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    1. Awwn, thank you so much for sharing this with me, Sophie. I totally understand why you ended up letting go of anything related to comics. I too wouldn’t have considered it “serious”, but over the past couple of years I have realized that there are stories that far more “serious” than some of the “serious” novels we read. So many today still consider comics as a childish thing or one that only geeks with nothing better to do would enjoy, but that’s not true. There are some phenomenal stories out there well-worth everyone’s time. People just need to look closer, or at least give themselves the time to discover them.

      I am really glad that you have now found a desire to revisit this medium, and to rekindle that love for art. I do hope you’ll fall upon some beautiful stories and that you won’t lose this love for it again. I assure, there will always be a great book out there for you. 😉

      Absolutely. Stan Lee really did leave us something so precious. The power of creativity! He showed us how important entertainment is, and how much it can chance a person’s life. People who have never picked up a comic/graphic novel should give themselves the chance to enjoy one. There is so much to appreciate from this medium.

      Ahh yes, I love when the artwork speaks for itself. I mean, a picture is worth a thousand words, right? 😛

      Thank you again for taking the time to share this with me, Sophie! ❤

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  3. Ace viewpoint as always sir! I bought this when it was originally released as two separate hardcover comics and very much enjoyed it. I agree about the writing, it doesn’t measure up to the Killing Joker or Year One but it’s good enough. As you say, the real selling point is the art. It really is a visual splendour and the use of colour is phenomenal – those rusty, sun-drenched and fiery or oranges are just beautiful.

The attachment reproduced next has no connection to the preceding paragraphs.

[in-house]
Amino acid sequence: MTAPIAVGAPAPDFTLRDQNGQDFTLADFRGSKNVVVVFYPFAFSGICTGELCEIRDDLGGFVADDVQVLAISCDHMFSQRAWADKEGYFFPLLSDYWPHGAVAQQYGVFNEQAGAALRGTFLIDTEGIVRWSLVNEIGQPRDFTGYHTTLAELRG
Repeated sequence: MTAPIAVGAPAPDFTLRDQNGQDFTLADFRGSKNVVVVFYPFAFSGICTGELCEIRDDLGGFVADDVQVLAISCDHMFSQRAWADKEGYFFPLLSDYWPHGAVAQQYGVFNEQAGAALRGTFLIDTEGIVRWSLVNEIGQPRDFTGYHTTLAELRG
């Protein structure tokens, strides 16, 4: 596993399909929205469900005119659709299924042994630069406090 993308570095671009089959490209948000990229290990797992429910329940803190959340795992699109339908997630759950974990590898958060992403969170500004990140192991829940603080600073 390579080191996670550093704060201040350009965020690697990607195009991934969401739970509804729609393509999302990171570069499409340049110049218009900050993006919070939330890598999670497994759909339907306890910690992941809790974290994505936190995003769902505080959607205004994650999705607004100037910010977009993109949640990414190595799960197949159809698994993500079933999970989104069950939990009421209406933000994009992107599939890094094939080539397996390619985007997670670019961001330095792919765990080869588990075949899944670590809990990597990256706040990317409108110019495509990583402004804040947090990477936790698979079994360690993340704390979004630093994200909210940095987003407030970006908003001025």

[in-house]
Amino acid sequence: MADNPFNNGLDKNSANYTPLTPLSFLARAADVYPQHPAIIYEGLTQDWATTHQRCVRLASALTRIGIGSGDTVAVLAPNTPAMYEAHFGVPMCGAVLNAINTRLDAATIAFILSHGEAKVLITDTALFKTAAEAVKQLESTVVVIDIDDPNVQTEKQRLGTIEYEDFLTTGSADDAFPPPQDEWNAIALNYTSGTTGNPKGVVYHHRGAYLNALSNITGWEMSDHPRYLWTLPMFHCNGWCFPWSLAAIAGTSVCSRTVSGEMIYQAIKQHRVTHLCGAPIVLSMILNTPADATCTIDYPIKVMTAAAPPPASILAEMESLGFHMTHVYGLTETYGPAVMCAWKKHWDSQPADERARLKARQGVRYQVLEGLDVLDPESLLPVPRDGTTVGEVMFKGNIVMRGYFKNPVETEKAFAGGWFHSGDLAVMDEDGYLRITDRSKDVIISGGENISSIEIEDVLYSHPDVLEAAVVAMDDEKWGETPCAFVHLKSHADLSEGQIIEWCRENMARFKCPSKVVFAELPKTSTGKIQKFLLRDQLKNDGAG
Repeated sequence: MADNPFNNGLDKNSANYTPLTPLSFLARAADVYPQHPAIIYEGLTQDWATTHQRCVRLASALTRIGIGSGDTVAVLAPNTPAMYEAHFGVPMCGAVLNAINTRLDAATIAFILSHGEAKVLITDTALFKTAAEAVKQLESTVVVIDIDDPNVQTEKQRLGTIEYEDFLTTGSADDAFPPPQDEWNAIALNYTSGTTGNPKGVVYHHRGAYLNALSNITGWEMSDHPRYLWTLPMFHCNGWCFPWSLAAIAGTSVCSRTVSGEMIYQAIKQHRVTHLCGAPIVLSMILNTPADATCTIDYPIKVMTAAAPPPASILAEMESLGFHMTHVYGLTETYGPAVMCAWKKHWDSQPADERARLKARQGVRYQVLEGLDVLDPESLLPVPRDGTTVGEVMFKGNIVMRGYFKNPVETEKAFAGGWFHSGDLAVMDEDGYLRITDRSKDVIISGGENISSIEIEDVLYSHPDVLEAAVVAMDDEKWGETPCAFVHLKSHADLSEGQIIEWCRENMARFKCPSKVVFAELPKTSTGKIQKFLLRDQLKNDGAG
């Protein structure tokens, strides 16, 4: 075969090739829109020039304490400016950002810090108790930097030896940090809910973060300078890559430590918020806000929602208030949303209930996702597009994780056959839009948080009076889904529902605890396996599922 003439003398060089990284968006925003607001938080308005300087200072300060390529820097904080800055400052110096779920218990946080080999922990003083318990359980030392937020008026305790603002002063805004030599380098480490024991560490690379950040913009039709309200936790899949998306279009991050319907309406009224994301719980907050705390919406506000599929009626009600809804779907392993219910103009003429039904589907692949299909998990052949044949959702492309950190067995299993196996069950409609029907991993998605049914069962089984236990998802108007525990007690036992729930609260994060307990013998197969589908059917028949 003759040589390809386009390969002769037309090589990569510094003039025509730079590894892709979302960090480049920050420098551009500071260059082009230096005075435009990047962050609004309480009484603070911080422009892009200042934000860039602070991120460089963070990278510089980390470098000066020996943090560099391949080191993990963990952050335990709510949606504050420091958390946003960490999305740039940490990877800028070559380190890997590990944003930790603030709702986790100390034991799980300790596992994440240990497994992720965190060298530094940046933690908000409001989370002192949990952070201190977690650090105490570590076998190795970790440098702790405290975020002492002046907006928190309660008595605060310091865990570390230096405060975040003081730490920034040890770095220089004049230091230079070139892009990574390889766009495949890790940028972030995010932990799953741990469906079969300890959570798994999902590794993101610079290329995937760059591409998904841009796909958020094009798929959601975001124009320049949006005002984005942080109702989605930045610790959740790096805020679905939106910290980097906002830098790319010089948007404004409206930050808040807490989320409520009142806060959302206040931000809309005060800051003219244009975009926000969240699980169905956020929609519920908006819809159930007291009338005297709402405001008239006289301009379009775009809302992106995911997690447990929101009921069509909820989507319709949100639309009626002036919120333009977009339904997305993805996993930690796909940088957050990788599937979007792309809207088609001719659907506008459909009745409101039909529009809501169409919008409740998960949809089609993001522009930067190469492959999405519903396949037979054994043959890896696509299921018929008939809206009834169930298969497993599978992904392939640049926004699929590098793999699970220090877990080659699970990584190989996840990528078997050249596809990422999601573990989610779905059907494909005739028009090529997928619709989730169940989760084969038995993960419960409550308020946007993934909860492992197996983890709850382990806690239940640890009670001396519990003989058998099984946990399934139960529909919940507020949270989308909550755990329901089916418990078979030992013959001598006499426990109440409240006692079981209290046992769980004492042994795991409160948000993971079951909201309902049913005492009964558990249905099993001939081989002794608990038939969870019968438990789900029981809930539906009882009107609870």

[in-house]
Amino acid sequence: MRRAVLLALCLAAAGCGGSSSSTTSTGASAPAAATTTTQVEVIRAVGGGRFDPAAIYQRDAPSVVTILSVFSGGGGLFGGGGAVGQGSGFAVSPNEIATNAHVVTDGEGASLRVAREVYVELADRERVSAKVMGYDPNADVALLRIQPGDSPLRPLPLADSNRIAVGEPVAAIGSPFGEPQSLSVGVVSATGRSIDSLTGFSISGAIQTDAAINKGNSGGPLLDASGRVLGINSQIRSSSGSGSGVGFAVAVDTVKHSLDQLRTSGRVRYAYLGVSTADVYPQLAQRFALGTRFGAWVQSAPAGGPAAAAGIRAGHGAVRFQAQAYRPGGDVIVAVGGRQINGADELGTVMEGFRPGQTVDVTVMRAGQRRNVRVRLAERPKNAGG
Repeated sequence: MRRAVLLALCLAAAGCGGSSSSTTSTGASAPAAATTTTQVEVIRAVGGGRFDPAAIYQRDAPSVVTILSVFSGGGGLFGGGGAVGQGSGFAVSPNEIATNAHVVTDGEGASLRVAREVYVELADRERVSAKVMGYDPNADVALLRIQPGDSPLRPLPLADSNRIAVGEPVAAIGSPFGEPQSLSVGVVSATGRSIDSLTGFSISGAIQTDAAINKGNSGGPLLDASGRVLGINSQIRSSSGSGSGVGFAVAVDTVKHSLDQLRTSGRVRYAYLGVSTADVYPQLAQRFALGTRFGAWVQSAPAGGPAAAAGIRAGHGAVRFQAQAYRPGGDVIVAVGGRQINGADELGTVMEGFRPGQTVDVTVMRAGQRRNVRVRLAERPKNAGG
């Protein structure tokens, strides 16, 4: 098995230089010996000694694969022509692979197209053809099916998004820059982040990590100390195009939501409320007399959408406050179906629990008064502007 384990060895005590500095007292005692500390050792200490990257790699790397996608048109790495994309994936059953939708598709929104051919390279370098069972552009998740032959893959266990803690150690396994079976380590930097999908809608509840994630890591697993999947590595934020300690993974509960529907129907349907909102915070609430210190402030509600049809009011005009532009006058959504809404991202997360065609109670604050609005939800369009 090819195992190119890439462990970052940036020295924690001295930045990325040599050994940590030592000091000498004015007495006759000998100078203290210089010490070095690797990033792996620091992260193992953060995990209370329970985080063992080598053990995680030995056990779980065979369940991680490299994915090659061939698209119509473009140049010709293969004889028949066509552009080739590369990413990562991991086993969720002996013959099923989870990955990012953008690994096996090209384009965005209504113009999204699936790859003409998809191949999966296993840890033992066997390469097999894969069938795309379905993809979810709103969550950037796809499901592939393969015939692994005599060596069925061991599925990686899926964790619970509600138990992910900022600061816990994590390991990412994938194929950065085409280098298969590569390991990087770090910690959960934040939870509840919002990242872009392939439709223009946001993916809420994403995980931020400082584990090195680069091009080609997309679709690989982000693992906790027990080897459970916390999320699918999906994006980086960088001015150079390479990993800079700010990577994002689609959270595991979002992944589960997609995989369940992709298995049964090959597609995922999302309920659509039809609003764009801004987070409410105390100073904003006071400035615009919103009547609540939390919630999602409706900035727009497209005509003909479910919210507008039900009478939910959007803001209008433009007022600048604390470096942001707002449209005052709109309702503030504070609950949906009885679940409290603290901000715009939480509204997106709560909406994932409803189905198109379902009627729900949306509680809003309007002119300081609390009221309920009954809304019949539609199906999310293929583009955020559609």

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    1. Ohhh sweeet!! I didn’t know you actually followed this mini-series. You’re definitely right, I couldn’t put it alongside the Killing Joke or Year One, although it could’ve made that list if it just changed some things in the story and the dialogues. But yes! The artwork is amazing. I loved every moment of it, especially when it took the whole page. Amazing paintings! 😛

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  4. WANT. This sounds WONDERFUL. Batman has always been my favorite DC character and it’s been a long time since I’ve read a solid standalone tale from him. I mean, yes, this is a collection. But I’ll take an oversize trade paperback any day. Bring. It. On. I look forward to judging the writing for myself. While I trust your opinions, I am not as well-read in comics. Perhaps I’ll be a bit more lenient. 😉

    Liked by 1 person

    1. Hahahah I’m glad of your interest in it! And you could basically consider it a graphic novel that was just released in two parts. And the oversized hardcover is explained by how beautiful the artwork is. Definitely worth checking out just for that alone! As for the writing, yes, I think there’s enough to appreciate here for sure! 😉